Taking inspiration from the likes of Avenged Sevenfold, Three Days Grace, Metallica, and Pantera, the Charlotte quintet has earned an impressive reputation for their sounds, with extensive national radio play, and live shows which has had them grace stages alongside a diverse expanse of national bands from Three Days Grace through to L.A Guns. With a newly revamped line-up, Shadow of Myself is poised to make 2013 the launch pad to greater recognition and success with firstly this EP and then the following album.

Produced by Jamie King, renowned for working with artists such as Between the Buried and Me, Devin Townsend, Protest the Hero, SOM_front_panel1 The Human Abstract, and KillWhitneyDead, the release sets about the ears with melodic fire through opener Supraliminal. Thumping rhythms from drummer Dustin Foley cage the senses with intense potency before the guitars of Brian Baker and John Conway shape the track further with sonic endeavour and enterprise. It is an immediately welcoming and impacting song which leaves a wealth of satisfaction in its wake as vocalist Travis Keziah brings his excellent emotive tones to bear on the narrative with diversity and great caustic squalls within his cleaner expressive delivery. Though not a song to ignite burning fires in the passions, it more than makes a rich invitation into the sound and creative songwriting of the band which the following pair of songs exploits to its deepest compelling depths.

The following Until the End makes a strong if not dramatic entrance with once more the guitar carving a sonic web to wrap within, but once the tsunami of primal ridiculously contagious beats from Foley overwhelm and ignite the senses the track explodes into a ravenous feast of thrash lined rapacious intensity and mutually hungry invention. Riffs gnaw the ear whilst the bass of Brian Riley adds delicious intimidation, or rather extra menace to what is now a pleasing brawl of a confrontation fuelled by a fine melodic persuasion. More aggressive and impacting than its predecessor, the track is an outstanding storm of inventive, evocative passion, and stylish songwriting, the best song on the EP.

The closing Your Addiction is bred from the same thrilling template as the second song but delivers it through a blaze of thrash lilted rapaciousness with a clear Metallica like growl and melodic lure to its body. Its incisive groove is an enthralling flame around the again excellent vocals and fine rhythmic seduction, and on top of the virulence infectious call of the song even in its less urgent gait, makes for another outstanding track and temptress to the impending full-length release.

It is probably fair to say that Shadow of Myself is not breaking down boundaries or offering anything new in originality but when they use existing varied essences in such a refreshing and intriguing way there is only full satisfaction and hunger for more sparked into life. Roll on the album is all that is left to say.

http://www.shadowofmyself.net/

8/10

RingMaster 19/06/2013

 

Copyright RingMaster: MyFreeCopyright

Listen to the best independent music and artists on The RingMaster Review Radio Show and The Bone Orchard from

http://www.audioburger.com

MYCELIA to release their album Nova on Monday 15th July‏

Mycelia Online Promo Shot

EURO PROGRESSIVE METAL CREW MYCELIA RELEASE STUNNING SOPHOMORE ALBUM!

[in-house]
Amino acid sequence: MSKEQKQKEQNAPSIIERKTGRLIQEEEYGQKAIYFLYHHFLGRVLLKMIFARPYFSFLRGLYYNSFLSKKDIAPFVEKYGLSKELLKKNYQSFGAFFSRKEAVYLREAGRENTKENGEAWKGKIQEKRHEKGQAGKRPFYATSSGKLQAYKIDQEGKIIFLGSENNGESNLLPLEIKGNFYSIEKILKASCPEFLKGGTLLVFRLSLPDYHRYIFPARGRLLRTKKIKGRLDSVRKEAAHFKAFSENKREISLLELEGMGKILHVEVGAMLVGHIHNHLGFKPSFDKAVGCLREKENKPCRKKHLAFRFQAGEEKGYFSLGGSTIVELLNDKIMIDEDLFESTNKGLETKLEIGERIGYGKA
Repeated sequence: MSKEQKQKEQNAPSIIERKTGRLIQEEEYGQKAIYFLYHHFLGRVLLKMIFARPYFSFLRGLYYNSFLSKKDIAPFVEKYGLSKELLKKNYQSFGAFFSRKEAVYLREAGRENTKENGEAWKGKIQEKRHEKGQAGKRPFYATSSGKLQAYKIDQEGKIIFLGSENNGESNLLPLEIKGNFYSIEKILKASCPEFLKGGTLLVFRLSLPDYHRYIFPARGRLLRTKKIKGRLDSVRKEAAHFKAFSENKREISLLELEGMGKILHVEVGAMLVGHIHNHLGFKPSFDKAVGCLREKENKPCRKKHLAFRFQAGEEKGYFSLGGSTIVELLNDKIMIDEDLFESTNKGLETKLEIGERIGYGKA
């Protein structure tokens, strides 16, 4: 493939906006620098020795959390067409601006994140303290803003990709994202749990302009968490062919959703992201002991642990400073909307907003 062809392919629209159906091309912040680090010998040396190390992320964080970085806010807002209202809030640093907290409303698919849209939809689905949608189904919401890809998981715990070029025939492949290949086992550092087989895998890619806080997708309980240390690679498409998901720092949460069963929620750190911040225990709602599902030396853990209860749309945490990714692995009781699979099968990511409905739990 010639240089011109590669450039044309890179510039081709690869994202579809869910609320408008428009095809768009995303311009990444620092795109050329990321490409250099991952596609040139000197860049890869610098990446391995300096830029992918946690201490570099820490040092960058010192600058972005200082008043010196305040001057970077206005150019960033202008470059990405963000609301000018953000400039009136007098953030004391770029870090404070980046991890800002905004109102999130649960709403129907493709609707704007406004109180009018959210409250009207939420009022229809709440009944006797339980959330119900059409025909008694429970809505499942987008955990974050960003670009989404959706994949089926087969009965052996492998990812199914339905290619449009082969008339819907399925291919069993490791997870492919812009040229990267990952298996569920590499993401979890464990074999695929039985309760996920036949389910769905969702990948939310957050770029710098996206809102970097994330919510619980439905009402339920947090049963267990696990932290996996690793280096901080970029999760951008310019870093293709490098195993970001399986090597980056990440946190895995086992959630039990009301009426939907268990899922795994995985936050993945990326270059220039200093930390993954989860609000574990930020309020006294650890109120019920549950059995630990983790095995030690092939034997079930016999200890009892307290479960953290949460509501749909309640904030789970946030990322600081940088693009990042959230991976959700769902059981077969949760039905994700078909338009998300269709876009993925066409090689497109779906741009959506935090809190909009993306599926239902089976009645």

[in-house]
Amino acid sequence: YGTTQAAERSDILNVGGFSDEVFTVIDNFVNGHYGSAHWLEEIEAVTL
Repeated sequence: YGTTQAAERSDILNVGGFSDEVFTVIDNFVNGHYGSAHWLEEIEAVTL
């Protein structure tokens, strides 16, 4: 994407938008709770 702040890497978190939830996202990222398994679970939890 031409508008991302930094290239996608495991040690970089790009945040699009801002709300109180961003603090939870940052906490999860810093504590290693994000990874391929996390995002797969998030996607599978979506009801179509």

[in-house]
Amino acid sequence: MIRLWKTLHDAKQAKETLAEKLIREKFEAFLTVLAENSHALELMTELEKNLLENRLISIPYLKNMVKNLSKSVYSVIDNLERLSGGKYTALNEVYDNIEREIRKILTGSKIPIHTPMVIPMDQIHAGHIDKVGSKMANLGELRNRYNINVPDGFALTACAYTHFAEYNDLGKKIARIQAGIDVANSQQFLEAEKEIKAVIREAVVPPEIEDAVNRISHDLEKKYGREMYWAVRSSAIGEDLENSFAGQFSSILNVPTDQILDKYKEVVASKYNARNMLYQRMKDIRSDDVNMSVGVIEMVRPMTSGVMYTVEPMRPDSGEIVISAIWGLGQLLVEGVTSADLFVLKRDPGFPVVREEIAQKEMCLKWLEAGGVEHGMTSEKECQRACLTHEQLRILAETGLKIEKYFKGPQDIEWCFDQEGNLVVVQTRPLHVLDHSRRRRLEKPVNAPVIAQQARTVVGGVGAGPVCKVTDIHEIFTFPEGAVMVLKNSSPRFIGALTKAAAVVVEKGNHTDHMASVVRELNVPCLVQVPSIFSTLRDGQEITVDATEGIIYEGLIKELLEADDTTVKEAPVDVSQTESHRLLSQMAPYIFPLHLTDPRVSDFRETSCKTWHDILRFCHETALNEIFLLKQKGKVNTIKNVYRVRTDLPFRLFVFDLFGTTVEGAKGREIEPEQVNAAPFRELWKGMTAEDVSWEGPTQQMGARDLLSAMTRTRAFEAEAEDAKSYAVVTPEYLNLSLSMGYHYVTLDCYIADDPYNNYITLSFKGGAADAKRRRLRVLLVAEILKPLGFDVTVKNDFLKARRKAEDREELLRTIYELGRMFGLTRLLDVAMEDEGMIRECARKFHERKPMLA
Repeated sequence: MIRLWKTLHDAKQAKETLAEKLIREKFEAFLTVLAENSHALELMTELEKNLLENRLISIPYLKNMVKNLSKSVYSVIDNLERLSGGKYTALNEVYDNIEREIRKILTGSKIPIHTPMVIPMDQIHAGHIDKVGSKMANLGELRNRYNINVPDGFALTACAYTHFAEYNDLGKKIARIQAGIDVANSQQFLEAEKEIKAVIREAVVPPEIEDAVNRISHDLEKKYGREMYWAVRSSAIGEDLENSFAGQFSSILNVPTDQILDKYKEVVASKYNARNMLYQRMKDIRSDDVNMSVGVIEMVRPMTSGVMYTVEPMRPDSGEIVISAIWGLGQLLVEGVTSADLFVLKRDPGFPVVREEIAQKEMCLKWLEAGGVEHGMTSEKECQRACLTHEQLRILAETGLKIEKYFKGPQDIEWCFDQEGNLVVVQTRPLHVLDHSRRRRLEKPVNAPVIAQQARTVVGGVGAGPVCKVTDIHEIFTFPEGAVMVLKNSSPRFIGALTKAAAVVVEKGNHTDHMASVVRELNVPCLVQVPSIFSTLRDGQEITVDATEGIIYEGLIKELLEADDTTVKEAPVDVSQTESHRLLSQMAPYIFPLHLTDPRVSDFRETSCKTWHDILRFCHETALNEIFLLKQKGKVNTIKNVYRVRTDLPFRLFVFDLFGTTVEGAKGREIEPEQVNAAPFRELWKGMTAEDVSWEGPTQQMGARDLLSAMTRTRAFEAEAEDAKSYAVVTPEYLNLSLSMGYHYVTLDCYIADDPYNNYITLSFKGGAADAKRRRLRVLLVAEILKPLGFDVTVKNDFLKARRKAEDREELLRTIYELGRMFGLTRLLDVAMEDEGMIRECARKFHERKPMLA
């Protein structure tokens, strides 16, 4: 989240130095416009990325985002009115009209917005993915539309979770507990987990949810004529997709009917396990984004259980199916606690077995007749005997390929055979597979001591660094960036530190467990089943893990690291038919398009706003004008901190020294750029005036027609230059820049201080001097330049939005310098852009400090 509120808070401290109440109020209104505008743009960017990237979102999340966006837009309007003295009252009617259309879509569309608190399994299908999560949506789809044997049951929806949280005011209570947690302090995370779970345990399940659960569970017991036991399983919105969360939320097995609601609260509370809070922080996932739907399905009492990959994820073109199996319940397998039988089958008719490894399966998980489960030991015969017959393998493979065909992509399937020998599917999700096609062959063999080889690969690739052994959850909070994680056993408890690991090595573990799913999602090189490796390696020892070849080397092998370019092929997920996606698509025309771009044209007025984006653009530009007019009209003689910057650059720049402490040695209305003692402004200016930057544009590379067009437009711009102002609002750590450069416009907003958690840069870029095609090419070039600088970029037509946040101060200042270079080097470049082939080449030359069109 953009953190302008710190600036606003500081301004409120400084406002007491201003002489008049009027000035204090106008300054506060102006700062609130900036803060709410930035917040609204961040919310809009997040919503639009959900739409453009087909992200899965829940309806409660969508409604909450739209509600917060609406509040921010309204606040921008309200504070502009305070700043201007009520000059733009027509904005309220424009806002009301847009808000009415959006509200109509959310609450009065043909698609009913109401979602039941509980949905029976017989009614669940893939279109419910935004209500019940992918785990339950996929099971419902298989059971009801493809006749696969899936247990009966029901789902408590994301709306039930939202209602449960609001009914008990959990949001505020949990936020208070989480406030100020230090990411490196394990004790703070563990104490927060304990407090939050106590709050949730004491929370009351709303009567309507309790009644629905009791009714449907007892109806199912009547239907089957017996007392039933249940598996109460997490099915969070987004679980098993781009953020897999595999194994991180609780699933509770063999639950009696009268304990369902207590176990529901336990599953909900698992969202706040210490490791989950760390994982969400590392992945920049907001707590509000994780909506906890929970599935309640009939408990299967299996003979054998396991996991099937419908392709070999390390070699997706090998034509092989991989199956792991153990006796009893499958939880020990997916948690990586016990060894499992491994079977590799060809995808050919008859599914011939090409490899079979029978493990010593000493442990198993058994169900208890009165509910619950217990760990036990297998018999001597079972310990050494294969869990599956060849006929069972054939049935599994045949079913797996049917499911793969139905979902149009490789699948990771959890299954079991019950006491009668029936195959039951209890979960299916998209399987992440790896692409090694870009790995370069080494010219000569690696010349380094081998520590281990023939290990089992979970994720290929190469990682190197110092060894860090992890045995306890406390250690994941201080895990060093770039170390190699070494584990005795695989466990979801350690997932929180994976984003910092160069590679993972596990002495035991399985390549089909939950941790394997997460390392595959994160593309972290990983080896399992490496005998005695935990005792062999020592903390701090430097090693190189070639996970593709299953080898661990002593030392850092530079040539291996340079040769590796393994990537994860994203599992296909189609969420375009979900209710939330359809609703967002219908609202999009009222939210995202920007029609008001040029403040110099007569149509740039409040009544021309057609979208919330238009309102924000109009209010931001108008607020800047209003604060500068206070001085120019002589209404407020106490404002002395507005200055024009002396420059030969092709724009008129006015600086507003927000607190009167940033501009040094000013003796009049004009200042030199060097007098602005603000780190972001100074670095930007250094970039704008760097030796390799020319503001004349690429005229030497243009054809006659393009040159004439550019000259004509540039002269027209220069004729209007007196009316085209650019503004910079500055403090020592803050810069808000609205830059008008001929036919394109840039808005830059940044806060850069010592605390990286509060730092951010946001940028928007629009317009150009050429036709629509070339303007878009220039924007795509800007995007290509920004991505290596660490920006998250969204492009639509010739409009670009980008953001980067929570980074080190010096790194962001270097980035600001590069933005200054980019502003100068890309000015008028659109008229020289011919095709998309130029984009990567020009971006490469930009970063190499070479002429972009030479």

With an expansive collection of influences and an intoxicating presence that draws from the progressive and technical metal musings of The Human Abstract, The Faceless, Meshuggah, and Between the Buried and Me, Mycelia have sculptured an engaging sound that will utterly consume you.
Born in the idyllic Swiss mountain town of Le Croix, Mycelia’s fiercely robust blend of hard-edged progressive metal is the perfect example of a band rebelling against their surroundings. Founded in 2010 by Mike Schmid (Guitarist) and Marc Trummer (Drums) who had a strong fondness for the  likes of The Human Abstract, Meshuggah, and The Dillinger Escape Plan, Mike and Marc soon began to lay down their very first tracks, and within a matter of months, the duo managed to assemble a full line-up with Patrick Küng joining on second guitar, Roy Sonderegger on bass, and vocalist Marc Fürer, stepping up to add another layer to the band’s already formidable sound. The Swiss slayers then went on to cultivate an impressive following in their homeland by releasing two digital EPs and by supporting the likes of Carnifex, Veil of Maya, Suffokate, and Maroon, along the way.
Regrettably, just before the release of their 2012 debut album ‘Isolator’, Guitarist Patrick left the band and the quartet spent much of the year regrouping, writing for a record, and playing a series of profile shows in Switzerland and Austria. During the later part of 2012, the rejuvenated foursome hit the studio with Jocke Skog (guitarist of Clawfinger) at the helm and started work on their sophomore album ‘Nova’.
The rambunctious four-piece came out of the studio with an explosive record. The album instantly takes off at breakneck speed with frantic drumming, searing riffs, and deep growls with the opener ‘‘Shmashmortion’, which buries itself deep within your eardrums. The pace continues with the stabbing groove of ‘Ectoparasite’, before the ambient dynamism of ‘Dopamine’ glides you to another dimension. Next up, the twisted texturing of ‘C.O.R.P’ clearly illustrates the band’s diversity and deftness, while the three part attack of ‘The Golden Ratio’ further exhibits the quartet’s indisputable power and guile as they weave and pound your inner cranium to marvellous effect.
Mycelia Cover Artwork
== MYCELIA RELEASE ‘NOVA’ ON 15th JULY 2013 THROUGH ALL DIGITAL STORES ==